Bryan May
Bryan May
Member of Parliament for Cambridge
Bill C-272

C-272 is one part of a right-to-repair system in Canada. This issue is non-partisan: 3/4 of Canadians are supportive of a right to repair.


Today, copyright effectively prevents people from repairing devices with embedded software. This can prevent repairs in complex machinery from tractors to major appliances. When a device with embedded software breaks you may need to circumvent a Technological Protection Measure (TPM) to repair it. TPMs include everything from encryption to password locks, and are illegal to circumvent.


Many manufacturers ensure that you need a code, or specific piece of equipment, in order to complete repairs. These codes are costly, or only available through a dealership. 


These high costs, and the manufacturer’s behaviour, violates the spirit of our anti-competition laws. Rural Canadians are often the most harmed by their lack of access.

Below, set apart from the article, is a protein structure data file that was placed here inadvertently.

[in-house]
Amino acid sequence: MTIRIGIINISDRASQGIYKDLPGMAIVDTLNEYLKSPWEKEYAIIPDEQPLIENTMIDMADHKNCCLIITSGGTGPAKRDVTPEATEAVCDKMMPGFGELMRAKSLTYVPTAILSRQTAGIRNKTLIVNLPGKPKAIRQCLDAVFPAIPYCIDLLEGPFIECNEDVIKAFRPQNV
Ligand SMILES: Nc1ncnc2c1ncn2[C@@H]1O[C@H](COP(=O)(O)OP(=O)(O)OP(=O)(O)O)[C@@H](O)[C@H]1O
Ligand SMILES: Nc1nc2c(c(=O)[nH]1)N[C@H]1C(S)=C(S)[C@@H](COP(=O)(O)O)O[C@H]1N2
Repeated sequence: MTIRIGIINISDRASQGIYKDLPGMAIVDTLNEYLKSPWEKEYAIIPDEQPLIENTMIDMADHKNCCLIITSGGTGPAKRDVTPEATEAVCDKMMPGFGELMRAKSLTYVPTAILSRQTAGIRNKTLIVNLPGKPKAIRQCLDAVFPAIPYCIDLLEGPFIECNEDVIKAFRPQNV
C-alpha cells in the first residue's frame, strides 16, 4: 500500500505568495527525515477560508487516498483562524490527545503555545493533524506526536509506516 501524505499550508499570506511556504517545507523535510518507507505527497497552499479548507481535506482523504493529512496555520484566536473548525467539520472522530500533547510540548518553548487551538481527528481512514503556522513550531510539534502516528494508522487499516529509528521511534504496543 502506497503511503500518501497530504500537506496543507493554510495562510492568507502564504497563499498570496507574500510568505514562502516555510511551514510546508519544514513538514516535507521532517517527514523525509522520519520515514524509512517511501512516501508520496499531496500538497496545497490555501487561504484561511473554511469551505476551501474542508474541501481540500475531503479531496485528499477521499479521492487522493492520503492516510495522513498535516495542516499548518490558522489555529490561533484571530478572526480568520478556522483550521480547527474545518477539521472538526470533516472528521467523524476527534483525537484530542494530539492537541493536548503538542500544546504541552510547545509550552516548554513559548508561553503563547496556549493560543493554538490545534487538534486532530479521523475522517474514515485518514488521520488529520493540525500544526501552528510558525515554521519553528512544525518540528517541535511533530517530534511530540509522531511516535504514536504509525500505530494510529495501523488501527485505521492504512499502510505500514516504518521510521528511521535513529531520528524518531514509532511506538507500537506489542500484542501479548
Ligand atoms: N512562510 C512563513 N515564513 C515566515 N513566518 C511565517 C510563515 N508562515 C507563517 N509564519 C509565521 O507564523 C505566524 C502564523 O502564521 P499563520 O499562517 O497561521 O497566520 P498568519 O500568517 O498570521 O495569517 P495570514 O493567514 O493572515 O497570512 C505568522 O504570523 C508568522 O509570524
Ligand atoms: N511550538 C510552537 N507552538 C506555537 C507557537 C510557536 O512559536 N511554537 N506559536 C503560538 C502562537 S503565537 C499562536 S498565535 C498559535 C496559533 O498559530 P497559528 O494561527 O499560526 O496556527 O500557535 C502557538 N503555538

C-272 prevents these issues by carving out a specific and limited allowance for consumers to circumvent a TPM, but ONLY for the purpose of diagnosis, maintenance, or repair. This bill is a limited change designed to give a small amount of control back to the consumer. The circumvention of TPMs for any other reasons would still be illegal. 




This bill addresses copyright being used in a way for which it was never intended - to block the repair and maintenance of items which have been purchased and are currently owned by Canadians. It is a targeted bill, which creates specific exemptions to copyright.

C-272 is part of the federal responsibility within a “right-to-repair” legislative framework. Much of this responsibility lies with provinces, but this must be addressed in order for right-to-repair legislation to exist. 


This bill is critical as more devices continue to fall under copyright. We must have the ability to conduct repairs without violating the Copyright Act


Without C-272 we are harming our environment, our wallets, and continuing planned obsolescence. We are far behind Europe in this area, and a number of US states are actively considering right-to-repair legislation, as was Ontario. C-272 is a key step in allowing provinces to be able to create their own right-to-repair legislation. 


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